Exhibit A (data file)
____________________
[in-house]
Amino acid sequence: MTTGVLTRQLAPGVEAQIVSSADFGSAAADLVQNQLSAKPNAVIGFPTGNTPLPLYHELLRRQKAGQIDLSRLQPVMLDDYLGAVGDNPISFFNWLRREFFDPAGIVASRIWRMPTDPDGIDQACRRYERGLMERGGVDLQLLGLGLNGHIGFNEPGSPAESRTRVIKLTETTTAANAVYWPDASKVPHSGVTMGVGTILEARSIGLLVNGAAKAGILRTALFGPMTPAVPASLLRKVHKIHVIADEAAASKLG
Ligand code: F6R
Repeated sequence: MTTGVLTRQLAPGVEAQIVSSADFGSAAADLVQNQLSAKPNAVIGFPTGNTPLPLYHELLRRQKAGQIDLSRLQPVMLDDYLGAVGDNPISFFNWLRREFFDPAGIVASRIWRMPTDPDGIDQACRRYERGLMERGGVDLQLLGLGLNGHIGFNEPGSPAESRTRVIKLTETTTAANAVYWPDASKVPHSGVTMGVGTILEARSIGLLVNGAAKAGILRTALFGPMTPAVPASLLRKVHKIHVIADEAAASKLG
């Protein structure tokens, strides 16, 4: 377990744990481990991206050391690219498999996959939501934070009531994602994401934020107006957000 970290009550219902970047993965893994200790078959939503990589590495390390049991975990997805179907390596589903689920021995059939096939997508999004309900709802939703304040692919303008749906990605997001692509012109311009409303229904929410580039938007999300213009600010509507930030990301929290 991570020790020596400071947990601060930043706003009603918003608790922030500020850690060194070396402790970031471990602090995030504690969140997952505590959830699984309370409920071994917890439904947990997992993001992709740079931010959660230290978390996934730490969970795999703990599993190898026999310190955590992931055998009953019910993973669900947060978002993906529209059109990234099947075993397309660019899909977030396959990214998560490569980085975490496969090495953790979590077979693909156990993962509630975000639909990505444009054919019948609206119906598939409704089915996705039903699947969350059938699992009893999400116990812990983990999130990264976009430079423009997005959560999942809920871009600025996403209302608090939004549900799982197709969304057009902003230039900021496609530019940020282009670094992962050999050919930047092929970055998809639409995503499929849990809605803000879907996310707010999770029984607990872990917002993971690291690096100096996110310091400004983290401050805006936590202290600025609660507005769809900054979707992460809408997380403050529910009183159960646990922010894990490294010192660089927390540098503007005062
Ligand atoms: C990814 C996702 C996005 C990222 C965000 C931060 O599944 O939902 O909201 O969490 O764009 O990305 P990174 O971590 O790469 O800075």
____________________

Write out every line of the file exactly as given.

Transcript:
[in-house]
Amino acid sequence: MTTGVLTRQLAPGVEAQIVSSADFGSAAADLVQNQLSAKPNAVIGFPTGNTPLPLYHELLRRQKAGQIDLSRLQPVMLDDYLGAVGDNPISFFNWLRREFFDPAGIVASRIWRMPTDPDGIDQACRRYERGLMERGGVDLQLLGLGLNGHIGFNEPGSPAESRTRVIKLTETTTAANAVYWPDASKVPHSGVTMGVGTILEARSIGLLVNGAAKAGILRTALFGPMTPAVPASLLRKVHKIHVIADEAAASKLG
Ligand code: F6R
Repeated sequence: MTTGVLTRQLAPGVEAQIVSSADFGSAAADLVQNQLSAKPNAVIGFPTGNTPLPLYHELLRRQKAGQIDLSRLQPVMLDDYLGAVGDNPISFFNWLRREFFDPAGIVASRIWRMPTDPDGIDQACRRYERGLMERGGVDLQLLGLGLNGHIGFNEPGSPAESRTRVIKLTETTTAANAVYWPDASKVPHSGVTMGVGTILEARSIGLLVNGAAKAGILRTALFGPMTPAVPASLLRKVHKIHVIADEAAASKLG
């Protein structure tokens, strides 16, 4: 377990744990481990991206050391690219498999996959939501934070009531994602994401934020107006957000 970290009550219902970047993965893994200790078959939503990589590495390390049991975990997805179907390596589903689920021995059939096939997508999004309900709802939703304040692919303008749906990605997001692509012109311009409303229904929410580039938007999300213009600010509507930030990301929290 991570020790020596400071947990601060930043706003009603918003608790922030500020850690060194070396402790970031471990602090995030504690969140997952505590959830699984309370409920071994917890439904947990997992993001992709740079931010959660230290978390996934730490969970795999703990599993190898026999310190955590992931055998009953019910993973669900947060978002993906529209059109990234099947075993397309660019899909977030396959990214998560490569980085975490496969090495953790979590077979693909156990993962509630975000639909990505444009054919019948609206119906598939409704089915996705039903699947969350059938699992009893999400116990812990983990999130990264976009430079423009997005959560999942809920871009600025996403209302608090939004549900799982197709969304057009902003230039900021496609530019940020282009670094992962050999050919930047092929970055998809639409995503499929849990809605803000879907996310707010999770029984607990872990917002993971690291690096100096996110310091400004983290401050805006936590202290600025609660507005769809900054979707992460809408997380403050529910009183159960646990922010894990490294010192660089927390540098503007005062
Ligand atoms: C990814 C996702 C996005 C990222 C965000 C931060 O599944 O939902 O909201 O969490 O764009 O990305 P990174 O971590 O790469 O800075």